Scotch whisky is no doubt a cornerstone of Scotland's tourism industry. Men and women behind the distillery positions from stillmen to marketing play a major part in the contribution of the Scotch whisky industry to the Scottish economy. Among a few icons such as tartan and haggis, whisky is arguably a huge part of Scotland's national culture - it is the "water of life" that is one of the country's biggest earners.
Venturing away from blenders, stillmen, and marketing teams there are other resources promoting Scotland and its national drink. Resources in the form of iconic whisky bars that convert many hesitant drinkers to the joys of Scotch whisky. One such notable establishment is The Highlander Inn that is situated in the centre of Craigellachie, Speyside. Although The Highlander Inn needs no introduction to connoisseurs it is worth mentioning that the establishment is recognised as one of Scotland's best known "Village Inns" and a "hot spot" for whisky tourism.
For the past thirteen years principal representatives of The Highlander Inn (owner: Duncan Elphick with team in tow) have annually made their way to Japan to naturally promote whisky and their establishment. Whiskies R Us got a chance, on the teams last visit, to go behind the stick and chat with the newest representative and important figure of The Highlander Inn - Bar Manager: Fraser Elphick (the owners son).
Besides the fact that The Highlander Inn is family owned and run, what aspects of the whisky/hospitality industry made you jump on board?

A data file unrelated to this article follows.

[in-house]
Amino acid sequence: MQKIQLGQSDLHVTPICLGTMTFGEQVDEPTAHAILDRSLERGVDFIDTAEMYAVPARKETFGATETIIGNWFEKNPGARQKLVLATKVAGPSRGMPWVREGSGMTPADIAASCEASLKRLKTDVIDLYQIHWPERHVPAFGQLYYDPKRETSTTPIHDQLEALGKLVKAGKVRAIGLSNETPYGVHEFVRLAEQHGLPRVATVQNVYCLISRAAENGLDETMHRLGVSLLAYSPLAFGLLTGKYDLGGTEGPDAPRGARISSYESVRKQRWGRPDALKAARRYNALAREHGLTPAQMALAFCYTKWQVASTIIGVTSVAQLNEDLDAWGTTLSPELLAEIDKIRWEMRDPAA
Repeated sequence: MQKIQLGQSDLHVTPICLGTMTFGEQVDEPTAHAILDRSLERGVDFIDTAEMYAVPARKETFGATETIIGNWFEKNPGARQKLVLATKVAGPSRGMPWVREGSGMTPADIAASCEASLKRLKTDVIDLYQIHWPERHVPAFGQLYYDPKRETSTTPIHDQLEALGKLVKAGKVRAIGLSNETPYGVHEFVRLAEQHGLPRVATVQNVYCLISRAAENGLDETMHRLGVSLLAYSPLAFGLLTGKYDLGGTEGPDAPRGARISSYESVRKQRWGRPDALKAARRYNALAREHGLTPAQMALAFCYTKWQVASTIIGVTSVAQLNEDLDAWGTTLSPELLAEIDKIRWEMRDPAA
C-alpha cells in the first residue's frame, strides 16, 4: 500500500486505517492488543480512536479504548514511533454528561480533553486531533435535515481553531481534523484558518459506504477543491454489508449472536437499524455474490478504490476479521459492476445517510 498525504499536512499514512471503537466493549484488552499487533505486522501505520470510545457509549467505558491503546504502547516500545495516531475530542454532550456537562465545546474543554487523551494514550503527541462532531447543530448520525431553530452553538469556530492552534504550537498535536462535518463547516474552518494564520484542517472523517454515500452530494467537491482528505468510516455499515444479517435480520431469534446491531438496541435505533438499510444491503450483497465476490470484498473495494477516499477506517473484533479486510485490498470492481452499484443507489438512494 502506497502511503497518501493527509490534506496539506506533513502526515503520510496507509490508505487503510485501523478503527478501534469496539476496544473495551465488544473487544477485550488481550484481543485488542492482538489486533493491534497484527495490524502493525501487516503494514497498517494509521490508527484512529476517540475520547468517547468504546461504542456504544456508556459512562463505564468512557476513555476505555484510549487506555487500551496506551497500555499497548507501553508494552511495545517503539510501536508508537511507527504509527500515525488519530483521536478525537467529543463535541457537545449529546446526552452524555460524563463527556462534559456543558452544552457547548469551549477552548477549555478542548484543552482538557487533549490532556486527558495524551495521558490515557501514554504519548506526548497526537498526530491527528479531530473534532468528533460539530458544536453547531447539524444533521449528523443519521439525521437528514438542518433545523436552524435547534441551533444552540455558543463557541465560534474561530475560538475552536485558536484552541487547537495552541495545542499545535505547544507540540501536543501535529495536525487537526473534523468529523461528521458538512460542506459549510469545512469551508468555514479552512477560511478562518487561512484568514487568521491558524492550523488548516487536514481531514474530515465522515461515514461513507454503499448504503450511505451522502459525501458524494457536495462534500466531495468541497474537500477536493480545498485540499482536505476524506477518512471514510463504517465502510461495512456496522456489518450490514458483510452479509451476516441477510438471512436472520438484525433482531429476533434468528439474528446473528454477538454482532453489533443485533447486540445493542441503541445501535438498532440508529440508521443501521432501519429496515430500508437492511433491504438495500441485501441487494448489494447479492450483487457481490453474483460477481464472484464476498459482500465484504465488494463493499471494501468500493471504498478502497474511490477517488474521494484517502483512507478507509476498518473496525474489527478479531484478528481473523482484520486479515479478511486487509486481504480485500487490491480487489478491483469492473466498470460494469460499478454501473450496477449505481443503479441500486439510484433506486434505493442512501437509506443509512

Fraser: Before starting I really didn’t know a huge amount about whisky. I did however want to learn, and knew it was something I could easily become passionate about. I felt that it would give me an opportunity to meet people from all over the world. Every day I would get to talk to someone new. Interesting and enthusiastic people from every part of the globe. All congregating in the home of Scotch Whisky, Speyside, ready to tell their tales and share their thoughts on different drams makes for an excellent place to work. This is maybe not why I came, but is certainly why I stay, and love it.
You have been bar manager at The Highlander Inn now for over two and a half years. In what direction do you see yourself heading in the next five years, and is there anything new you would like to see happen or develop?
Fraser: Interesting question. It is always important to adapt. Times change and fashions change. Just like every aspect of the whisky industry. We have to move with these times. However the Highlander Inn is not, and certainly dose not aspire to be a “trend bar”. We are fairly traditional and our focus for the Highlander is to always provide friendly service and good quality food. It’s important to me that we continue to grow our status abroad as one of the best whisky bars in Scotland. However we must still appeal to the local community as a place to go for a pint after a hard day repairing old casks at the local cooperage or managing the stills and warehouses in the many surrounding distilleries. With this mix of people from abroad and distillery workers all talking away it makes for a great and authentic atmosphere. We also have been doing our annual single cask bottlings for many years now and I would like to see this continue. Perhaps over the next couple of years we might increase our number of single cask bottlings whilst continuing our special annual release. I believe that the Highlander Inn could become more than just one of the best whisky bars but a small, but well known “brand”. We will see though. We can’t forget what we are best at and that is our core business, The Highlander Inn.
The establishment has had an assortment of high-profile guests/patrons come along including that of Akuto Ichiro. What kick-started the relationship between The Highlander and the founder of the Chichibu distillery?